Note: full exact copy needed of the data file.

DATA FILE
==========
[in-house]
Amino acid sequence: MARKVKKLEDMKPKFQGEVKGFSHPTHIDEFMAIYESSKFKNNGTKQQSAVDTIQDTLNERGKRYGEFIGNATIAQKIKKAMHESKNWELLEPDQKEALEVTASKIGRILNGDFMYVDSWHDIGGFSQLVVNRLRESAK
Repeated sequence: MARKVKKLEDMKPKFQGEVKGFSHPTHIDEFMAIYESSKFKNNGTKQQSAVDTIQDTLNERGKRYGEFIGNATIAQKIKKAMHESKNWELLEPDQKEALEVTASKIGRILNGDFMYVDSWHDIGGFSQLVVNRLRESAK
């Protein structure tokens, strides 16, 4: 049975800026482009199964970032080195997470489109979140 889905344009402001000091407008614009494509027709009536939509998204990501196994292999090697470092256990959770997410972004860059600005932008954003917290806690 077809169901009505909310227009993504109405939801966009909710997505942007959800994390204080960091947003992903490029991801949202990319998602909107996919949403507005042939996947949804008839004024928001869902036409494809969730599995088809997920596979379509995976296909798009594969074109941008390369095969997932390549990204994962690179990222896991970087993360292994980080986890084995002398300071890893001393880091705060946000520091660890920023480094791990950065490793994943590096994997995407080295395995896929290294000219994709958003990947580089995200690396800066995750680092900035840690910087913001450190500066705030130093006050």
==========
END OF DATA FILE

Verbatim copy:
[in-house]
Amino acid sequence: MARKVKKLEDMKPKFQGEVKGFSHPTHIDEFMAIYESSKFKNNGTKQQSAVDTIQDTLNERGKRYGEFIGNATIAQKIKKAMHESKNWELLEPDQKEALEVTASKIGRILNGDFMYVDSWHDIGGFSQLVVNRLRESAK
Repeated sequence: MARKVKKLEDMKPKFQGEVKGFSHPTHIDEFMAIYESSKFKNNGTKQQSAVDTIQDTLNERGKRYGEFIGNATIAQKIKKAMHESKNWELLEPDQKEALEVTASKIGRILNGDFMYVDSWHDIGGFSQLVVNRLRESAK
């Protein structure tokens, strides 16, 4: 049975800026482009199964970032080195997470489109979140 889905344009402001000091407008614009494509027709009536939509998204990501196994292999090697470092256990959770997410972004860059600005932008954003917290806690 077809169901009505909310227009993504109405939801966009909710997505942007959800994390204080960091947003992903490029991801949202990319998602909107996919949403507005042939996947949804008839004024928001869902036409494809969730599995088809997920596979379509995976296909798009594969074109941008390369095969997932390549990204994962690179990222896991970087993360292994980080986890084995002398300071890893001393880091705060946000520091660890920023480094791990950065490793994943590096994997995407080295395995896929290294000219994709958003990947580089995200690396800066995750680092900035840690910087913001450190500066705030130093006050």